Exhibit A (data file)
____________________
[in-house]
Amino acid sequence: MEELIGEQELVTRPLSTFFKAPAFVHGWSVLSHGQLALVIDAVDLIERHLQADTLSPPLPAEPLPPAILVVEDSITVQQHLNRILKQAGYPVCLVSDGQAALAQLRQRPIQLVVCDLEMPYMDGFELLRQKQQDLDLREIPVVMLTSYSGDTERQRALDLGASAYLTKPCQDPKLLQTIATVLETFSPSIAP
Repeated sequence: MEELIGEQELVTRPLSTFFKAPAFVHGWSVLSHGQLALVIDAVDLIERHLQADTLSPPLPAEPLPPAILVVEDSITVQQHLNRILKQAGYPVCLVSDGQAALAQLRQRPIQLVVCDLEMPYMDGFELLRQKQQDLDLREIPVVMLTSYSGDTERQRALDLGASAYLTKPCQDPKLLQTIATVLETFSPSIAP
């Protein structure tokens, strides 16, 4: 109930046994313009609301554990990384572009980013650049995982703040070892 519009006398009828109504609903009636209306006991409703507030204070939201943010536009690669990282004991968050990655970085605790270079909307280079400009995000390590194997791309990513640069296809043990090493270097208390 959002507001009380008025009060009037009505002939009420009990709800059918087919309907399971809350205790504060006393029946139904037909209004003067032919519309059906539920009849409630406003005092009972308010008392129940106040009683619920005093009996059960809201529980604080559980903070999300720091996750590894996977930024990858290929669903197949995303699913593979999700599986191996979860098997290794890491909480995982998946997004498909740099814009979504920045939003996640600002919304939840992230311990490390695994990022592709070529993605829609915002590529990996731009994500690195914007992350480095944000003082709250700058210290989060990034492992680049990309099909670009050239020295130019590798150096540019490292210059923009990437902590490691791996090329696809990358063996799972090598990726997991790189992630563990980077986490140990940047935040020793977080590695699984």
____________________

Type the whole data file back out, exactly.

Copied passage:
[in-house]
Amino acid sequence: MEELIGEQELVTRPLSTFFKAPAFVHGWSVLSHGQLALVIDAVDLIERHLQADTLSPPLPAEPLPPAILVVEDSITVQQHLNRILKQAGYPVCLVSDGQAALAQLRQRPIQLVVCDLEMPYMDGFELLRQKQQDLDLREIPVVMLTSYSGDTERQRALDLGASAYLTKPCQDPKLLQTIATVLETFSPSIAP
Repeated sequence: MEELIGEQELVTRPLSTFFKAPAFVHGWSVLSHGQLALVIDAVDLIERHLQADTLSPPLPAEPLPPAILVVEDSITVQQHLNRILKQAGYPVCLVSDGQAALAQLRQRPIQLVVCDLEMPYMDGFELLRQKQQDLDLREIPVVMLTSYSGDTERQRALDLGASAYLTKPCQDPKLLQTIATVLETFSPSIAP
């Protein structure tokens, strides 16, 4: 109930046994313009609301554990990384572009980013650049995982703040070892 519009006398009828109504609903009636209306006991409703507030204070939201943010536009690669990282004991968050990655970085605790270079909307280079400009995000390590194997791309990513640069296809043990090493270097208390 959002507001009380008025009060009037009505002939009420009990709800059918087919309907399971809350205790504060006393029946139904037909209004003067032919519309059906539920009849409630406003005092009972308010008392129940106040009683619920005093009996059960809201529980604080559980903070999300720091996750590894996977930024990858290929669903197949995303699913593979999700599986191996979860098997290794890491909480995982998946997004498909740099814009979504920045939003996640600002919304939840992230311990490390695994990022592709070529993605829609915002590529990996731009994500690195914007992350480095944000003082709250700058210290989060990034492992680049990309099909670009050239020295130019590798150096540019490292210059923009990437902590490691791996090329696809990358063996799972090598990726997991790189992630563990980077986490140990940047935040020793977080590695699984």